Over the past year, racist rhetoric around the pandemic has inflamed anti-Asian violence across the country. After a fatal Jan. 30 attack on a Thai grandfather in San Francisco and a series of assaults against Asian American elders in Oakland's Chinatown on Jan. 31, many people are talking about how to support Asian American communities in the aftermath of racist attacks.
Hate crimes fueled by anti-Asian racism rose by 1,900% in New York after the start of the pandemic, according to the Queens Chronicle. The paper reported in September that from March to May 2020 alone, over 2,500 race-based incidents against Asian Americans were reported across the country. And while the most recent spate of violence in the Bay Area has been targeting elderly folks, the Stop AAPI Hate campaign found that one in six discriminatory incidents reported against Asian Americans since the pandemic began were committed against young people.
If you want to show solidarity, you can join AAPI-led efforts to combat anti-Asian racism. That can involve reporting racist incidents or donating to the families of Asian elders. Asian Americans and Pacific Islanders are less likely than other racial and ethnic groups in the U.S. to have access to needed mental health resources, according to a 2015 study, so you can make sure your friends and social media networks know how to access AAPI-specific mental health care. While you're at it, make sure you speak up when someone makes anti-Asian "jokes" about the pandemic, too.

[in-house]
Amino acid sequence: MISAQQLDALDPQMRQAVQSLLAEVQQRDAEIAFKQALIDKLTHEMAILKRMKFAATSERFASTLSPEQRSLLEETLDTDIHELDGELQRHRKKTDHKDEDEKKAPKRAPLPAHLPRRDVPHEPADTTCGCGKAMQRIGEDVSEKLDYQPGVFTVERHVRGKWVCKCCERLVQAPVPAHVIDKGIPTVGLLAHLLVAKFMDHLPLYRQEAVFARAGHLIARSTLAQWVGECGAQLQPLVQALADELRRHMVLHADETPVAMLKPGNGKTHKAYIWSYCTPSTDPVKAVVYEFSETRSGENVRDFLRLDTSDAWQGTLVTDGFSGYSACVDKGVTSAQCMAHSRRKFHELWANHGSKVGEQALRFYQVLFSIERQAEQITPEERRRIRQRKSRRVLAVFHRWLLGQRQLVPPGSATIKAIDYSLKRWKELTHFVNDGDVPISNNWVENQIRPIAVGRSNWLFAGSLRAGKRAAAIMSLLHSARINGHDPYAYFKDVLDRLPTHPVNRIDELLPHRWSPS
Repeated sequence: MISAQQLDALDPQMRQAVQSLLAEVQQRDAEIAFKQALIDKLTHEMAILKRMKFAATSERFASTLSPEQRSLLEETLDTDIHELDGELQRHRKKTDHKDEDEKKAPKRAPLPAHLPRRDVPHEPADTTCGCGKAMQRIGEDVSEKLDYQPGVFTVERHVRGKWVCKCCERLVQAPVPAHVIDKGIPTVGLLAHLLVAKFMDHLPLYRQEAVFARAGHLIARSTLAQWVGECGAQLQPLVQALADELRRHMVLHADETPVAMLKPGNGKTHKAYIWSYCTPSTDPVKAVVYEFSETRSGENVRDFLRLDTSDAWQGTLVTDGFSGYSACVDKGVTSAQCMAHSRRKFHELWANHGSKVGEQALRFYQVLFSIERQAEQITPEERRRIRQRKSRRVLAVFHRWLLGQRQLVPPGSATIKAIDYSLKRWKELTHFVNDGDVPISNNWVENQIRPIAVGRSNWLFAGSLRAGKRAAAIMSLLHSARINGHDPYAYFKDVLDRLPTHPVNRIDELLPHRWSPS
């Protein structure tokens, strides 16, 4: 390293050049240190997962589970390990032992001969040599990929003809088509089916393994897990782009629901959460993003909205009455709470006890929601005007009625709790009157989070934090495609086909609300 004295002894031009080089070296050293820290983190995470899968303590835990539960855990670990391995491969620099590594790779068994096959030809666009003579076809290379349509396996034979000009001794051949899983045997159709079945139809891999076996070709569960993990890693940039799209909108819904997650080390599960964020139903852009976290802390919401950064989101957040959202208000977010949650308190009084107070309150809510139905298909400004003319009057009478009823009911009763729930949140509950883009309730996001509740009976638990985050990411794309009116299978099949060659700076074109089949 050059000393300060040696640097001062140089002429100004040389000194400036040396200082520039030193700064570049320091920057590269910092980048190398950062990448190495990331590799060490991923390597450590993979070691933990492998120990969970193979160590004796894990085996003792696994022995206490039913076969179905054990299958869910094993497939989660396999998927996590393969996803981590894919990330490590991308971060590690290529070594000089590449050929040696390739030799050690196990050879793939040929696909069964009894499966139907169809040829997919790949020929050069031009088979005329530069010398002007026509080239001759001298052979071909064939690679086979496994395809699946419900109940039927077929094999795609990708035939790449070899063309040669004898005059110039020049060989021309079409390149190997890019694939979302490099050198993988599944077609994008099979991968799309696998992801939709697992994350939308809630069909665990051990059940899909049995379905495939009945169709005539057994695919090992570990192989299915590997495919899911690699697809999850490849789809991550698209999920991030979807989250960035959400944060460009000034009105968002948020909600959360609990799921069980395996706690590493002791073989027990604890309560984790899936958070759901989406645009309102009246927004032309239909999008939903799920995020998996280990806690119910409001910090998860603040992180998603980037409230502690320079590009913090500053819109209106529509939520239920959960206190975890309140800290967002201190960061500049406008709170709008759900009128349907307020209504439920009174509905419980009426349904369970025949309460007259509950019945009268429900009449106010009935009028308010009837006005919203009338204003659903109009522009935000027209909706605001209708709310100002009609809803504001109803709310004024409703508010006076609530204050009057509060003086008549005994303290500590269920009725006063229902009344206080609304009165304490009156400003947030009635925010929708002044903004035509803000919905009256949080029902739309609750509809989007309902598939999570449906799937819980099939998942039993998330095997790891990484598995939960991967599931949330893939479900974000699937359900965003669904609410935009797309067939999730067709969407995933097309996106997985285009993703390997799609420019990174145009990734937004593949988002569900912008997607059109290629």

These ways to support Asian American communities in the face of racist attacks are just a starting point, because taking care of each other is a must.